The promise of pristine xiao long bao—also known as XLB or Shanghai soup dumplings—draws massive waits at Din Tai Fung, the famous Taiwanese dumpling restaurant in Los Angeles. With intricate folds, a delicate wrapper and vinegar on the side, XLB have something of a cult following for its interior of piping hot, savory pork soup.
Yvonne Nguyen tasted her first XLB as a college student in San Diego, and when she moved back home to Elk Grove, she missed them. A few dim sum spots offer them in the Sacramento area, but they’re never the restaurant’s focus—and considering how time-consuming they are to prepare, they ought to be.
“Everywhere I’ve gone uses frozen dumplings or they’re just not that good,” Nguyen says. “We’d go to San Francisco to try good dumplings.”
By “we,” Nguyen is referring to her business partners, Chris Tan and Justin Yang. They all worked at Elk Grove’s Chason’s Crab Stadium together. There, Nguyen dreamt up a dumpling restaurant, while chef Yang plotted opening a noodle spot one day. Tan linked them together for Journey to the Dumpling (7419 Laguna Boulevard, Suite 180, in Elk Grove), a new Chinese restaurant specializing in XLB, noodles and other dumplings.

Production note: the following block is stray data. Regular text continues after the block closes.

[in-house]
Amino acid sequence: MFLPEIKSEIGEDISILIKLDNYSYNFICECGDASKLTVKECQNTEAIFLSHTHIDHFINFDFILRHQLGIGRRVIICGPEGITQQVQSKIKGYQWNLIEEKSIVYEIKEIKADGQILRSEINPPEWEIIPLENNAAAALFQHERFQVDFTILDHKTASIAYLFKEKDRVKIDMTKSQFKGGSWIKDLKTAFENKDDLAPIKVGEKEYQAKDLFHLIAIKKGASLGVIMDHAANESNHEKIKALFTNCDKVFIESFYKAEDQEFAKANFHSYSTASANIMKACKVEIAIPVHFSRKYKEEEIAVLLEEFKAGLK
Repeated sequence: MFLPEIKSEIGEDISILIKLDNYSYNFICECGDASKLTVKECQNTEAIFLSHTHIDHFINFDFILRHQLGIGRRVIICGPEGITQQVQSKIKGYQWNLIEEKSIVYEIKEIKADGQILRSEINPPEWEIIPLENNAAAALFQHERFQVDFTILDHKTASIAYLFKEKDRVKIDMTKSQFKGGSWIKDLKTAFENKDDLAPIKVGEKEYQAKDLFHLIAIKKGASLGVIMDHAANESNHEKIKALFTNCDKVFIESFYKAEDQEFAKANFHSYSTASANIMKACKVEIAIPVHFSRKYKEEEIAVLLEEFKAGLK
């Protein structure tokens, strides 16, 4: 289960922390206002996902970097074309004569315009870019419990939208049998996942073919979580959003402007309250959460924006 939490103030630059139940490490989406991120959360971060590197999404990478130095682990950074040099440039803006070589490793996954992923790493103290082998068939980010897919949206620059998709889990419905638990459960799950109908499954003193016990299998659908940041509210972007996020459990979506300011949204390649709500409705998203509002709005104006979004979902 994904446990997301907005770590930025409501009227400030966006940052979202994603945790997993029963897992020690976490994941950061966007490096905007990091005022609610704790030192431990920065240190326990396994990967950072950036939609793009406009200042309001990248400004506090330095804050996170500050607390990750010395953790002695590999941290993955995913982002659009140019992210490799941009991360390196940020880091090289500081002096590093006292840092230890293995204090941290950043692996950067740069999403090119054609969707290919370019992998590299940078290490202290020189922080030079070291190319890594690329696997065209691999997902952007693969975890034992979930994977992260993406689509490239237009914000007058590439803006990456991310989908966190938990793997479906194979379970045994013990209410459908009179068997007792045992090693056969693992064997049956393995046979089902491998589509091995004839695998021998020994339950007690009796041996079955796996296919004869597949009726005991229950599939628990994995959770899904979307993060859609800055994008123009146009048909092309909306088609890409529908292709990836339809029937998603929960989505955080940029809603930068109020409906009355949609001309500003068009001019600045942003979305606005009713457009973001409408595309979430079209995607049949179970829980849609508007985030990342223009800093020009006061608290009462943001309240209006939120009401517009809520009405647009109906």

Before the Asian-Cajun Chason’s, Yang cooked at a bunch of Los Angeles restaurants. And for Journey to the Dumpling, he draws from all over China. There’s Northern China’s beef roll ($9.50), sliced beef and cucumber wrapped up in a chewy scallion pancake—something previously only available in the area at Yang’s Noodles. There’s roujiamo ($9.50), which roughly translates to “meat burger,” a street snack stuffed with pork belly that originates from the Shaanxi Province. XLB’s cousin sheng jian bao ($9.50) similarly contains hot soup, but instead of a traditional dumpling wrapper, it’s made of a thicker steamed bun that’s also pan-fried. No other restaurant serves either dish in the region.
The selection of noodles will look more familiar, hitting specialties of the Sichuan Province as well as Beijing and Hong Kong.
But the reason Journey to the Dumpling, which softly opened in October 17 and is inching ever closer to operating in full capacity (read: to-go orders), received such an immediate tidal wave of support is not the noodles.
Nguyen’s guess: “There is no other dumpling restaurant here.”
Photos courtesy of Journey to the Dumpling